Primary hepatitis C (HCV) infection is typically asymptomatic and commonly results in persistent infection. The characteristics of early infection remain undefined. Four subjects were studied longitudinally from within a few weeks of transmission until resolution of outcome, via a full genome analysis of viral evolution. In the acute phase (<100 days post-infection) there were two periods with a major reduction in genetic diversity (i.e. a bottleneck) irrespective of subsequent clearance (n = 2) or chronic infection (n = 2). The first bottleneck was associated with transmission, with generally only one ‘founder’ virus successfully establishing infection. The second occurred following the primary peak in viraemia, concomitant with seroconversion, approximately 100 days post-infection. In the subjects who became chronically infected, the second bottleneck was followed by emergence of a new cluster of variants, which evolved from the founder(s), and carried only a small number of mutated residues that reached fixation. Some fixations occurred in known targets of CD8 cytotoxic T cell and neutralizing antibody responses. These results indicate a common evolutionary pattern, independent of disease outcome in the acute phase of HCV infection, with strong signatures of selective pressures driving the transition into chronic infection. These novel data will inform preventative vaccine strategies.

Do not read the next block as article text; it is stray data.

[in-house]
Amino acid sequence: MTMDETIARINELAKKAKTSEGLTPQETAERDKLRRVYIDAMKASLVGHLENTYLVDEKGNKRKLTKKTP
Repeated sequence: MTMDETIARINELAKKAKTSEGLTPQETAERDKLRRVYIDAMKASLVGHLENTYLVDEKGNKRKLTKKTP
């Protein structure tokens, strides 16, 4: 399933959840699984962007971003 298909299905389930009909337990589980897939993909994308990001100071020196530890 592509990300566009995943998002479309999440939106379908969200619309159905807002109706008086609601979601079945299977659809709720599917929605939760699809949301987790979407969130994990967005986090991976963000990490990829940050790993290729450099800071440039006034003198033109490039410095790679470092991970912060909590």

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          Most cited references 53

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          The first T cell response to transmitted/founder virus contributes to the control of acute viremia in HIV-1 infection

          Identification of the transmitted/founder virus makes possible, for the first time, a genome-wide analysis of host immune responses against the infecting HIV-1 proteome. A complete dissection was made of the primary HIV-1–specific T cell response induced in three acutely infected patients. Cellular assays, together with new algorithms which identify sites of positive selection in the virus genome, showed that primary HIV-1–specific T cells rapidly select escape mutations concurrent with falling virus load in acute infection. Kinetic analysis and mathematical modeling of virus immune escape showed that the contribution of CD8 T cell–mediated killing of productively infected cells was earlier and much greater than previously recognized and that it contributed to the initial decline of plasma virus in acute infection. After virus escape, these first T cell responses often rapidly waned, leaving or being succeeded by T cell responses to epitopes which escaped more slowly or were invariant. These latter responses are likely to be important in maintaining the already established virus set point. In addition to mutations selected by T cells, there were other selected regions that accrued mutations more gradually but were not associated with a T cell response. These included clusters of mutations in envelope that were targeted by NAbs, a few isolated sites that reverted to the consensus sequence, and bystander mutations in linkage with T cell–driven escape.